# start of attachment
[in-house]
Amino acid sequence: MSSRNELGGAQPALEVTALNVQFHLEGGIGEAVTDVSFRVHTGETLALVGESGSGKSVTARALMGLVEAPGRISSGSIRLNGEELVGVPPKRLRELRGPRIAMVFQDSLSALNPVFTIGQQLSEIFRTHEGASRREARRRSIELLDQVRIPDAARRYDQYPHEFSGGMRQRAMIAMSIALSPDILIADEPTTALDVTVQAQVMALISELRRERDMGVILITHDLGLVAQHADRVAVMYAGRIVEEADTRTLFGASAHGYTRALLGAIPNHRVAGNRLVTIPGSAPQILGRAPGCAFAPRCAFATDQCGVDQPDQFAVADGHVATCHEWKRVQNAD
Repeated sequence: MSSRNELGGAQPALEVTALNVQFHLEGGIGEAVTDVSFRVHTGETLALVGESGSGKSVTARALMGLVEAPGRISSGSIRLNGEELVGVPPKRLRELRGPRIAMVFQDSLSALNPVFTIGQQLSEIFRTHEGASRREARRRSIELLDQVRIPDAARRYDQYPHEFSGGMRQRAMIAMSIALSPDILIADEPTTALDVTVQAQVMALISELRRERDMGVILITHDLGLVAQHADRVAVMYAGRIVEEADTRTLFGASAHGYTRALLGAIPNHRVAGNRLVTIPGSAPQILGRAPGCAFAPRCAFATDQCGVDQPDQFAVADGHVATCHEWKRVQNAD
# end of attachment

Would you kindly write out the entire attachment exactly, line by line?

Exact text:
[in-house]
Amino acid sequence: MSSRNELGGAQPALEVTALNVQFHLEGGIGEAVTDVSFRVHTGETLALVGESGSGKSVTARALMGLVEAPGRISSGSIRLNGEELVGVPPKRLRELRGPRIAMVFQDSLSALNPVFTIGQQLSEIFRTHEGASRREARRRSIELLDQVRIPDAARRYDQYPHEFSGGMRQRAMIAMSIALSPDILIADEPTTALDVTVQAQVMALISELRRERDMGVILITHDLGLVAQHADRVAVMYAGRIVEEADTRTLFGASAHGYTRALLGAIPNHRVAGNRLVTIPGSAPQILGRAPGCAFAPRCAFATDQCGVDQPDQFAVADGHVATCHEWKRVQNAD
Repeated sequence: MSSRNELGGAQPALEVTALNVQFHLEGGIGEAVTDVSFRVHTGETLALVGESGSGKSVTARALMGLVEAPGRISSGSIRLNGEELVGVPPKRLRELRGPRIAMVFQDSLSALNPVFTIGQQLSEIFRTHEGASRREARRRSIELLDQVRIPDAARRYDQYPHEFSGGMRQRAMIAMSIALSPDILIADEPTTALDVTVQAQVMALISELRRERDMGVILITHDLGLVAQHADRVAVMYAGRIVEEADTRTLFGASAHGYTRALLGAIPNHRVAGNRLVTIPGSAPQILGRAPGCAFAPRCAFATDQCGVDQPDQFAVADGHVATCHEWKRVQNAD